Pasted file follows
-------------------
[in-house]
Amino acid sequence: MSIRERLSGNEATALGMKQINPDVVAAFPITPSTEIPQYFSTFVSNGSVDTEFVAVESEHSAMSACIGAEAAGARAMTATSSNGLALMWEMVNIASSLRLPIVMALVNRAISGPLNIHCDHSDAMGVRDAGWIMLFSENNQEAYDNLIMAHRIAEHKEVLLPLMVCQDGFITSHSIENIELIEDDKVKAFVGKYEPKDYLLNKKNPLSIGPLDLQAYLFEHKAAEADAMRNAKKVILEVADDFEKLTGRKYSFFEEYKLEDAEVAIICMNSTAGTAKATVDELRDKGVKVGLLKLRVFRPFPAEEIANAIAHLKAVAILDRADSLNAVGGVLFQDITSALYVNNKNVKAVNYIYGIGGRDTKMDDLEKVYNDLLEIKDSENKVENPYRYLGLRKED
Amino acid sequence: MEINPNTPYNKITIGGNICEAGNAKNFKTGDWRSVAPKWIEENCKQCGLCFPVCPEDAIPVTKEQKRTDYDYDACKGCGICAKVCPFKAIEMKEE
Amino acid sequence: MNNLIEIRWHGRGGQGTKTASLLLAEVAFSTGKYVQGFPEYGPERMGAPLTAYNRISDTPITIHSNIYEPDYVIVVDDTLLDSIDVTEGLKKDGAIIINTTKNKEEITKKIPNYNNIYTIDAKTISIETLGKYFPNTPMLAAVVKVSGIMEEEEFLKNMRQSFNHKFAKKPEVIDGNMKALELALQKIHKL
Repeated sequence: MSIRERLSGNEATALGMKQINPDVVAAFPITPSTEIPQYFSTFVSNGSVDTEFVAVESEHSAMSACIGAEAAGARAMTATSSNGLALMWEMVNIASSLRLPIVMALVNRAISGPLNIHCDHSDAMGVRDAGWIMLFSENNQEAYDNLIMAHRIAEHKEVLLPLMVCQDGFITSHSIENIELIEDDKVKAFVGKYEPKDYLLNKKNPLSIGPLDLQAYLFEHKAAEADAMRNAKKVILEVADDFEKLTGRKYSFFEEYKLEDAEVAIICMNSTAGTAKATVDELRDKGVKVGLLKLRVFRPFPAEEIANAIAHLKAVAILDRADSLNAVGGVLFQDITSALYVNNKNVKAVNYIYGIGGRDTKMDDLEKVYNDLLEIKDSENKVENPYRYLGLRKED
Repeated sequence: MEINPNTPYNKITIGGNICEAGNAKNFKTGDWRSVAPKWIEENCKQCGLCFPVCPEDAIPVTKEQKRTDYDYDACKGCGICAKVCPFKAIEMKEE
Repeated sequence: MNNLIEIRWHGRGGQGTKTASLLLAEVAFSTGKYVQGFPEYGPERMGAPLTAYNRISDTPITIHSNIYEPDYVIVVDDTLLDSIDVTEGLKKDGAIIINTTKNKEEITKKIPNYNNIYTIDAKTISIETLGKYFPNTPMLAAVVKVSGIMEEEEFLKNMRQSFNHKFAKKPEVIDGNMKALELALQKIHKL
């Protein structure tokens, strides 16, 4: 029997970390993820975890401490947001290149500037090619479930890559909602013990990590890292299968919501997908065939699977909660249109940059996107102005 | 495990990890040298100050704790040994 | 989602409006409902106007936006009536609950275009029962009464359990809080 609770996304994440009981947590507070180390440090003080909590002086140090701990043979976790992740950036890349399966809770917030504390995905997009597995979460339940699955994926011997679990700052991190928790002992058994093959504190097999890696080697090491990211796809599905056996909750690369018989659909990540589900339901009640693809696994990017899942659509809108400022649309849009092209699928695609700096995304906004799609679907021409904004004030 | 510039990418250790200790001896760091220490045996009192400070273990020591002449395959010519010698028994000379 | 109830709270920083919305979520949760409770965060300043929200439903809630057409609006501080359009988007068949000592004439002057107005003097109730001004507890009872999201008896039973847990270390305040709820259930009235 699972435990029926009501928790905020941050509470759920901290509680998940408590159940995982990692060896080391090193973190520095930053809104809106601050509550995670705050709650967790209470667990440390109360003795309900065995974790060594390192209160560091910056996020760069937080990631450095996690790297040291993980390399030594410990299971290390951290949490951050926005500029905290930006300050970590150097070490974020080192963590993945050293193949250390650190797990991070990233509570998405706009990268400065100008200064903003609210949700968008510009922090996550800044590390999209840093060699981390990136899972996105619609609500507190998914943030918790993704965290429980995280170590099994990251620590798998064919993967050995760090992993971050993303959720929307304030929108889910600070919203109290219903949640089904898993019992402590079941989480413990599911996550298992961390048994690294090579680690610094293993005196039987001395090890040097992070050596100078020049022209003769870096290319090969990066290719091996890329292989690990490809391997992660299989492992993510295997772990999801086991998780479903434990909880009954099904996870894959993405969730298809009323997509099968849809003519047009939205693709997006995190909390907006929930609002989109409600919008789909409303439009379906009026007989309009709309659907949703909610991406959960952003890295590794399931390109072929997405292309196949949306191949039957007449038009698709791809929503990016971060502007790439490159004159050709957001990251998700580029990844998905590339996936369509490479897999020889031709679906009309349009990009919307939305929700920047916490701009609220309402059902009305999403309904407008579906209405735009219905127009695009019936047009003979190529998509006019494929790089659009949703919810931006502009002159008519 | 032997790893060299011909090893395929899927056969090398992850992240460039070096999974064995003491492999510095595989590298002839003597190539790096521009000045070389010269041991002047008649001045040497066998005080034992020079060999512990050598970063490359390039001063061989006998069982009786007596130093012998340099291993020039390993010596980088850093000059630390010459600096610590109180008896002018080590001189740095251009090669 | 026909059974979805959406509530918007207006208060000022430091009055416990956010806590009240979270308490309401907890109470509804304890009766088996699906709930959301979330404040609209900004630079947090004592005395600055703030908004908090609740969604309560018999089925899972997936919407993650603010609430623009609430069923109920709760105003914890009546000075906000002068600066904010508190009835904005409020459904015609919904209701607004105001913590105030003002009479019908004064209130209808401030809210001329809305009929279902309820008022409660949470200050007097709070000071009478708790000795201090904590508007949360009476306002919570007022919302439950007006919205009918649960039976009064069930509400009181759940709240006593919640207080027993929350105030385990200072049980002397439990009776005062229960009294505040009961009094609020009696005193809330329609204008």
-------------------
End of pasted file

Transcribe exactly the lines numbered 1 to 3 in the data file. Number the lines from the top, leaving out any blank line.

[in-house]
Amino acid sequence: MSIRERLSGNEATALGMKQINPDVVAAFPITPSTEIPQYFSTFVSNGSVDTEFVAVESEHSAMSACIGAEAAGARAMTATSSNGLALMWEMVNIASSLRLPIVMALVNRAISGPLNIHCDHSDAMGVRDAGWIMLFSENNQEAYDNLIMAHRIAEHKEVLLPLMVCQDGFITSHSIENIELIEDDKVKAFVGKYEPKDYLLNKKNPLSIGPLDLQAYLFEHKAAEADAMRNAKKVILEVADDFEKLTGRKYSFFEEYKLEDAEVAIICMNSTAGTAKATVDELRDKGVKVGLLKLRVFRPFPAEEIANAIAHLKAVAILDRADSLNAVGGVLFQDITSALYVNNKNVKAVNYIYGIGGRDTKMDDLEKVYNDLLEIKDSENKVENPYRYLGLRKED
Amino acid sequence: MEINPNTPYNKITIGGNICEAGNAKNFKTGDWRSVAPKWIEENCKQCGLCFPVCPEDAIPVTKEQKRTDYDYDACKGCGICAKVCPFKAIEMKEE